What Does It Take To Be A Great Superintendent?
After the dust of a big pitch settles and a project has been awarded, the construction owner must make the first big decision that will affect every aspect of the project’s progress going forward — who will be the superintendent? It takes more than just book smarts to be an effective superintendent of a construction crew. This person needs the skill, grit, and determination to get a project done on time (and under budget, even!) and more.
A great superintendent, someone who gets called back for the next project, recommended by workers, praised in the community for their steadfastness — they must have that extra oomph that sets them apart. But where does that oomph come from?
The great superintendent looks forward, toward the future of the project (and the company). Before even setting pencil to paper he or she must have clarity about what kind of construction company they want to promote and the determination to apply those principles on the ground level. How do they want to lead? Do they care about being respected? Or feared? What is the work culture they want to bring to the table as the face of the project and the person everybody looks up to?
Always Learning, Always Teaching
It’s important for a true visionary to continue learning so they can pass knowledge onto their crew. It’s not enough to understand the project at hand. They must understand every aspect of it. Developing an ongoing training schedule and a company culture that respects learning is a must. When the team looks up to their superintendent as not just “the boss” but someone who gives advice — that’s a real leader.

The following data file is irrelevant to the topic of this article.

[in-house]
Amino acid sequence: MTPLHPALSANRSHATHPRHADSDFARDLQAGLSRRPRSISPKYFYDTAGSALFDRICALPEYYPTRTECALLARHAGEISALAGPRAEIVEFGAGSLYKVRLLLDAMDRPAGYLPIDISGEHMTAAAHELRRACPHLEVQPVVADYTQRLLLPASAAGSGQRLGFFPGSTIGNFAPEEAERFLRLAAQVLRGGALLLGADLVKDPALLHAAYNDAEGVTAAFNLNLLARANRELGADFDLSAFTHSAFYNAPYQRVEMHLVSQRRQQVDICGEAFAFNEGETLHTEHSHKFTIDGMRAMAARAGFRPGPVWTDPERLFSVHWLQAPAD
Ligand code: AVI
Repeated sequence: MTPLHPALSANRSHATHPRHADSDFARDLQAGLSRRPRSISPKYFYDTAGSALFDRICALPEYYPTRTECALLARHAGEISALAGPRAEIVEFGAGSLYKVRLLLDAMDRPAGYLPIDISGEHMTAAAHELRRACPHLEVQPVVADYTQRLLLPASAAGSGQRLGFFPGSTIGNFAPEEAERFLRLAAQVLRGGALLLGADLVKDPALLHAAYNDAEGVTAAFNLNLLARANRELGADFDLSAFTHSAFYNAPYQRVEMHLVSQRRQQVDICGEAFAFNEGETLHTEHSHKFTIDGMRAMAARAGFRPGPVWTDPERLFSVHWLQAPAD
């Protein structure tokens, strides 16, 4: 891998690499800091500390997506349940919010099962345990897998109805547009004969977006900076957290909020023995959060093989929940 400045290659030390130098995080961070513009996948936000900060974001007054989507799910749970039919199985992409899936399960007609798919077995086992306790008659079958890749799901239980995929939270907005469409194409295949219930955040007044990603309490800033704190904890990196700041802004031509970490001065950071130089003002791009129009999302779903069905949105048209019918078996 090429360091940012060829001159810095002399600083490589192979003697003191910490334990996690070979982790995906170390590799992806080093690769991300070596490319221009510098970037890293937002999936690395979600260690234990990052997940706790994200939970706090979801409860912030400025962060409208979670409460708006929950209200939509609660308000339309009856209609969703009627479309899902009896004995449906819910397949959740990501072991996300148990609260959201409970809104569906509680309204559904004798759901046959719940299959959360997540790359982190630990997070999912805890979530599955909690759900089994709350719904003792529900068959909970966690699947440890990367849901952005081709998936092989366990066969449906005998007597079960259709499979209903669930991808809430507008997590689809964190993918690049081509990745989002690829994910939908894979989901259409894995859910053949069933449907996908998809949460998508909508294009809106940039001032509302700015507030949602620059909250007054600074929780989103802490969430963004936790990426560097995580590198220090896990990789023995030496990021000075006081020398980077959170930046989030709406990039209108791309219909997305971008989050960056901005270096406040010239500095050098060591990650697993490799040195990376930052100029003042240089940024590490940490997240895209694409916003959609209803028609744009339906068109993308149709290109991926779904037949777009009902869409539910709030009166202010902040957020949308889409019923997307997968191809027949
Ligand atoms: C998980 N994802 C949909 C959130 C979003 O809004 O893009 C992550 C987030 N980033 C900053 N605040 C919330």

It isn’t enough anymore to have each member of the team specialize in one thing; the greater the diversity of the workers, the more that they can competently do, the better the project will go. Cross-trained workers can hop into different jobs, and if they’re taught new skills on site, they’ll know their superintendent cares about their futures.
Communication is Key
It’s easier said than done, but there are few things more frustrating than somebody claiming to be a great leader while being unable to communicate their vision. They create a sense of emergency and instead of holding daily meetings with all of the crews on a project they panic and sweat the big picture. But it’s the details and an ability to share them in a precise way — one that works for each crew — that makes all the difference.
So, do you want to be just a manager of the team or do you want to be a respected leader who’s earned their position and the respect of their crews?